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Tampa's Aric Almirola wins at Daytona

Aric Almirola leads 14 laps in the Coke Zero 400 at Daytona International Speedway and is out front when rain falls in the late afternoon, delaying the race one last time. A short time later a red flag ends it after 112 of 160 laps.
Published Jul. 7, 2014

DAYTONA BEACH — Aric Almirola sat atop his pit box at Daytona International Speedway, resting his head on his hands during another rain delay in Sunday's Coke Zero 400.

He had dreamed about winning here as a kid, when he rode down Interstate 4 from his childhood home in Tampa to race at the nearby go-cart track the day after Christmas or sit in the grandstands at NASCAR's famed tri-oval.

He probably didn't envision his life-changing victory coming like this — with his No. 43 Ford parked in the lead as dark clouds swirled, with nothing left to do but keep his head down and pray for more rain.

Not that the 30-year-old Hillsborough High graduate was complaining after the first victory of his NASCAR Sprint Cup career.

"I couldn't have dreamed of a better place to get my first win," Almirola said.

Almirola got that — and a long-awaited victory for legendary car owner Richard Petty — by beating a field led by runnerup Brian Vickers and surviving two days of rain and two huge wrecks in a race limited to 112 of 160 scheduled laps.

The showers started Saturday, postponing the event until Sunday morning, and continued, slightly delaying the green flag and triggering an early 26-minute red-flag delay.

"It's tough on everybody," said Kurt Busch, who finished third and led a race-high 36 laps.

The wrecks made things tougher.

The first big one came just before a scheduled competition caution at Lap 20, when Ricky Stenhouse got loose and triggered a 16-car crash involving the top six drivers in points, including defending race winner Jimmie Johnson and Daytona 500 champion Dale Earnhardt Jr. Almirola somehow escaped unscathed.

"The good Lord was just looking out for us in that one," Almirola said.

That was just the beginning.

Almirola led on Lap 98 when the next big wreck happened, as Greg Biffle and Kasey Kahne started a 26-car pileup that sent Jamie McMurray airborne and flipped over Kyle Busch.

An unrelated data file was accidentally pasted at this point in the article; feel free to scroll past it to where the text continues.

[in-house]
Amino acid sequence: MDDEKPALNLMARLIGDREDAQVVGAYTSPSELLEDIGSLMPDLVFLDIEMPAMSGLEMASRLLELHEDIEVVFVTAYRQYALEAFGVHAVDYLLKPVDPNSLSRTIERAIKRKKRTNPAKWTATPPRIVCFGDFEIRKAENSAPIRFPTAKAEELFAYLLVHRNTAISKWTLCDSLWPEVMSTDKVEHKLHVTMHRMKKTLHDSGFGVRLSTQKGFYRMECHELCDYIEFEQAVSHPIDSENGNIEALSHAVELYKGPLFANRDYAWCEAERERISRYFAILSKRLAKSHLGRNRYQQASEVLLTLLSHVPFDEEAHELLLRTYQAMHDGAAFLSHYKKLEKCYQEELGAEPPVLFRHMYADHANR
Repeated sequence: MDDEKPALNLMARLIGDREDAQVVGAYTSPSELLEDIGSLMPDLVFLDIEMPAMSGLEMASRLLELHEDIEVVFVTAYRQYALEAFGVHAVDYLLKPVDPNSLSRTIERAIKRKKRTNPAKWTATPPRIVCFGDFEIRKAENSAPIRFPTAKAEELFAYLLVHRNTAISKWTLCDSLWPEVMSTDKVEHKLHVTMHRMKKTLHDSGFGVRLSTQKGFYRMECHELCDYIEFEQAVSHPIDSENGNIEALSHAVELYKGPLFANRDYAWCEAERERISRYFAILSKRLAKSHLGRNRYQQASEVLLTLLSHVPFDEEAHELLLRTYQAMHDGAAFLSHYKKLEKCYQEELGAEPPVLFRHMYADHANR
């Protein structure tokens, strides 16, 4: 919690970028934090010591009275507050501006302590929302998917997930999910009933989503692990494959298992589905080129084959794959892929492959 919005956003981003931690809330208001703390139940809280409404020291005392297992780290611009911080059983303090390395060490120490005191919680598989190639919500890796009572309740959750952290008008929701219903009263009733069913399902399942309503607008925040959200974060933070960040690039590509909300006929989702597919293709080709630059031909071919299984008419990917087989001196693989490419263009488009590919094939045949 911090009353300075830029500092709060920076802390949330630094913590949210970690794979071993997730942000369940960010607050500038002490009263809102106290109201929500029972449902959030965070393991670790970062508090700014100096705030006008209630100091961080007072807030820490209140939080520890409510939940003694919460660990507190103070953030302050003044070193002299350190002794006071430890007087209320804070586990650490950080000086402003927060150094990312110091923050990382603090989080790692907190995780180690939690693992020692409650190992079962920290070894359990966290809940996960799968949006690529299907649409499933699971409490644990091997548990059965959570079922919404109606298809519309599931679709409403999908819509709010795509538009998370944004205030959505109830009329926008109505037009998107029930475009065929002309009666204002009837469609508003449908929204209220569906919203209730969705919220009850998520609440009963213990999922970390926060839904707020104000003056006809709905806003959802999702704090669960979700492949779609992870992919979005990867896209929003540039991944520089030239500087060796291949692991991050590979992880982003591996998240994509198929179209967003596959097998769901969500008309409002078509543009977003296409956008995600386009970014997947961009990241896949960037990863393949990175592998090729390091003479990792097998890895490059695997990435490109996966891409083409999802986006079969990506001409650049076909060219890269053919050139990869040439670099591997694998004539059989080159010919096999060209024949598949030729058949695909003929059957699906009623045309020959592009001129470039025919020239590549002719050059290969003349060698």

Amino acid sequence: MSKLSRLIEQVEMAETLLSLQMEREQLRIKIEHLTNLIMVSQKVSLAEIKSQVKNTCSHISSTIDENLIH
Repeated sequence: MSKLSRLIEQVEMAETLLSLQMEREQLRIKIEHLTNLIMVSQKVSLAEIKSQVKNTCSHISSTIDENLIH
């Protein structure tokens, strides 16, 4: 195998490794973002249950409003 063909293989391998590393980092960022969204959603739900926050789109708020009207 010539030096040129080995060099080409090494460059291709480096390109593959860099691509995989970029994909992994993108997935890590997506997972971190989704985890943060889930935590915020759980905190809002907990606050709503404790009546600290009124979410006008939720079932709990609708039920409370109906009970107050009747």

"It just felt like a slow carnival ride," said Busch, who wasn't injured.

Almirola avoided that wreck, too — one of only six cars in the field not collected in either one — to put himself in position to make the winning move as rain clouds began to roll in.

"I could see how dark it was getting on the backstretch and in Turn 3 …" Almirola said. "I knew it was time to go."

Almirola side-drafted Kurt Busch's No. 41 Chevy after the restart, got a boost from Vickers and sped into the lead on Lap 105. He never looked back, not at the field and not at his car's history.

The victory for Richard Petty Motorsports was the first for the famous No. 43 since John Andretti's Martinsville win in 1999. It also came 30 years and two days after Petty won this event for his 200th career victory, with President Ronald Reagan watching.

"Thirty years ago is history …" Petty said from North Carolina, where he watched while reading the Sunday comics. "Today is the future."

And that future is Almirola, who likely clinched his first ever spot in the Sprint Cup Chase for the Championship. That's a sign of steady progress in his third full Cup season.

He has matched his 2012 season total with four top-10 finishes, just two fewer than last year. He led five laps in the season-opening Daytona 500 and 14 Sunday, including the final seven before rain fell again.

During the race's third red flag, Almirola stood outside his parked car before getting lonely and making the long walk down pit road to join his team. Crew chief Trent Owens dangled his leg nervously as dark clouds swirled in and the rain began to fall harder.

Almirola just kept his head down, staring at the floor, until the controversial, race-ending call came over the radio and his team erupted in hugs and cheers.

Then Almirola rose, a winner at Daytona at last, with his childhood dream from Tampa finally come true.


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